velocity is not constant, but changes. In addition, the vertical component of the acceleration is downward
acceleration, gravitational acceleration, (g).
Weightlessness and Free Fall
Suppose you are in an elevator. If the elevator is not accelerating, your weight (W) is just your mass (m) times
the gravitational acceleration (g). In fact, two forces are acting on you; the weight (W) and the normal force
(F). According to Newton’s second law, in the vertical direction, ma=F-W=F-mg. That is, normal force
F=m(g+a). Here, g is positive, but a may be either positive for upward acceleration or negative for downward
acceleration of the elevator. If the elevator is in upward motion, apparent weight (or normal force) is greater
than your true weight. On the other hand, if the elevator is in downward motion, the apparent weight is smaller
than your true weight. In a special case, when the acceleration is equal to g, that is, a=-g, or free fall, the
apparent weight becomes zero: weightless. Please look at Figure 9.9 on p.166 in the textbook for an example
of this. The same phenomena occur when an object is circling around the earth. The orbiting satellite, which
accelerates toward the center of the earth, is also in free fall. See Figure 9.10 on p.167 in the textbook.
Over a long period of time, the weightlessness is harmful for humans, and thus, a rotating space station in a
wheel shape is provided to create artificial gravity. It is balanced with the centripetal force, mv2/r, of the
system. That is mg=mv2/r. Here, m is the mass of an astronaut, r is the distance from axis to the surface of
the station, and v is the rotating speed. For instance, if r is given 1 km, then v=(rg)1/2= 100 m/s.
PHS 1110, Principles of Classical Physical Science
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Newton’s Law of Universal Gravitation
Newton speculated about the highest reachable point by the force of gravity on the earth. He realized that
there is a limit and concluded that the orbital motion of the moon around the earth is maintained by the
gravitational force (Hewitt, 2015). Suppose you throw a stone horizontally from a high place (See Figure
10.16 on p. 190 in the textbook). The stone falls to the ground because of gravity. However, if you throw the
stone with great speed, it will move further and further away from where you are standing before falling to the
ground. When the speed is great enough, the stone will eventually circle around the earth. This is the
projectile motion, where the projectile falls in the gravitational field but never touches the ground. This logical
consideration can be applied to explain the orbital motion of the moon. Newton concluded that the moon is
falling in its pathway around the Earth because of the gravitational acceleration.
Newton extended the above idea to any two objects in the universe in order to explain the interaction between
them. Newton’s law of universal gravitation postulates that there is an attractive force between the two objects
(Hewitt, 2015). The force between two objects in the universe is proportional to the product of two masses m
and M and is inversely proportional to the square of distance r between two objects; F=GmM/r2 , where G=
(6.6710-11 N m2/kg2) is the universal gravitational constant. This is the case when the gravitational
acceleration (a) is equal to g in the second law of Newton; a=g, and thus, g=GM/r2. The constant, G was
measured by Cavendish 100 years after Newton announced his theory. It was not an easy task because of
the extremely small value of gravitation attraction. The detailed story is in Section 9.2 on pp. 163–164 in the
textbook.
Example: What is the magnitude of the gravitational force between the sun and the earth? The distance
between the sun and the earth is 1AU= 1.501011 m. The mass of the earth is m = 5.9810 24 kg and the
mass of the Sun is M=1.991030 kg.
Solution: From F=GmM/r2= 6.6710-11 x 5.981024 x 1.991030 / (1.50 x1011)2 = 3.51025 N
Kepler’s Three Empirical Laws for Planetary Motion
Johannes Kepler (1571 – 1630) was a German astronomer and had an endless enthusiasm for researching
the solar system. It took him more than 20 years to realize through his calculations the exact shape of the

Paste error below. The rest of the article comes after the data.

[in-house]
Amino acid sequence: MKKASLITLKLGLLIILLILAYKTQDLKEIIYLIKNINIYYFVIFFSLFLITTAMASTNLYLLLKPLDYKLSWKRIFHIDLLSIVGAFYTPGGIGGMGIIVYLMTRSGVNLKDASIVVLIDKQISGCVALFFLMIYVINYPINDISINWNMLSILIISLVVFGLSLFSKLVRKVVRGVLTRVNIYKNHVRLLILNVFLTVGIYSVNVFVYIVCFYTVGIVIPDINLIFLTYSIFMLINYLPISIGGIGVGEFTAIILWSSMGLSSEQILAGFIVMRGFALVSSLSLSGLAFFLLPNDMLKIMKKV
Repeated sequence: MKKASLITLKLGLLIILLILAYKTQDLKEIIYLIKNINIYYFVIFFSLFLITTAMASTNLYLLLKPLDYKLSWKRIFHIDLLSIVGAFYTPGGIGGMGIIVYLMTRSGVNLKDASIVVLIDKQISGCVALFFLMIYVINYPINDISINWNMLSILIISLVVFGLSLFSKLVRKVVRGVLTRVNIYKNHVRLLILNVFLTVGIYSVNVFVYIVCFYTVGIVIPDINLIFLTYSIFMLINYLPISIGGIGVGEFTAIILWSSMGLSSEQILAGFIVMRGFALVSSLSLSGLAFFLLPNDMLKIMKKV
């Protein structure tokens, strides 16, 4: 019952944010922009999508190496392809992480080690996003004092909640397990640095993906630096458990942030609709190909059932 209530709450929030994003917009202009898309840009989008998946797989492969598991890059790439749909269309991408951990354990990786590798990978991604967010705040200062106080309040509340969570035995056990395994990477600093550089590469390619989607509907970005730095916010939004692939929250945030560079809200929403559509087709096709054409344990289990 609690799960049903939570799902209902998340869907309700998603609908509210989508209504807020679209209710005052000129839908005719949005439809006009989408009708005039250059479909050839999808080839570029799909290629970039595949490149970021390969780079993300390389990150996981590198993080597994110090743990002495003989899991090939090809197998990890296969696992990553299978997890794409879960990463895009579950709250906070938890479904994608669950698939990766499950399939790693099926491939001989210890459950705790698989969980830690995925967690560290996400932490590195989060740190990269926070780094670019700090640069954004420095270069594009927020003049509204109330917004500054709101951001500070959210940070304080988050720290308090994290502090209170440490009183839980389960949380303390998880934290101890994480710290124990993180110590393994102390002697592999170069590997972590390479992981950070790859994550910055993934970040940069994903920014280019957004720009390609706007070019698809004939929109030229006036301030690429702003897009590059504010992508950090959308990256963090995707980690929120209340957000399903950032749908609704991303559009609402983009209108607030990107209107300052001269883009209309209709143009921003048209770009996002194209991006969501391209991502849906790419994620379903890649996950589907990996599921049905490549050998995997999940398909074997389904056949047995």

planets’ orbitals. He tested many different kinds of models using his teacher Tyco Brache’s enormous data
set. Brache had accumulated very exact planetary data without even the use of telescopes. Kepler
established three important empirical laws of planetary motion: the law of elliptical orbit, the law of areas, and
the law of the relation between period and distance. This is what he used to describe and understand the
motion of the Solar System (Zeilik & Smith, 1987).
Mechanical motion of our solar system obeys gravitational law, and planets are orbiting around the sun, which
is the heaviest mass in the solar system. The orbital shape is not circular, but elliptical. Some comets have
parabolic or hyperbolic orbits. These well-known mechanics were not easily discovered. Since the ancient
times, the sky was considered a realm of gods, so perfectness was assumed. The notion that the orbits of
planets should be a perfect circle was widely accepted, and no scholar would be able to prove otherwise to
the people, even Kepler. For these reasons, it took a long time to accurately describe planetary motion in our
solar system. The famous three empirical laws of planetary motion describe the motion of the solar system as
follows:

First Law—The law of ellipses: The orbit of each planet is an ellipse with the sun at one foci. The
shape of a planet’s orbit is an ellipse.

Second Law—The law of areas: The radius vector to a planet sweeps out equal areas in equal
intervals of time. When a planet is closer to the sun, it revolves faster, and, on the other hand, when a
planet is farther away from the sun, it revolves slower.
PHS 1110, Principles of Classical Physical Science
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Third Law—The law of harmony: The squares of the sidereal periods of the planets are proportional
to the cubes of the semi-major axes (mean radii) of their orbits. Here, the sidereal period is the time it
takes the planet to complete one orbit of the Sun with respect to the stars (Zeilik & Smith, 1987).
Thus, Kepler’s laws and Newton’s laws taken together imply that a force holds a planet in its orbit by
continuously changing the planet’s velocity, so that it follows an elliptical path. The force is directed toward the
sun from the planet and is proportional to the product of the masses of the sun and the planets. Also, the
force is inversely proportional to the square of the planet-sun separation. This is precisely the form of the
gravitational force postulated by Newton. Newton’s laws of motion, with a gravitational force used in the
second law, imply Kepler’s laws, and the rest of the planets obey the same laws of motion as objects on the
surface of the earth.
Conic Sections and Gravitational Orbits
Hypatia (360 – 415) visualized various shapes of geometric equations using conic sections for the first time in
Alexandria, Egypt (Larson & Edwards, 2010). Conic sections are formed when a cone is cut with a plane at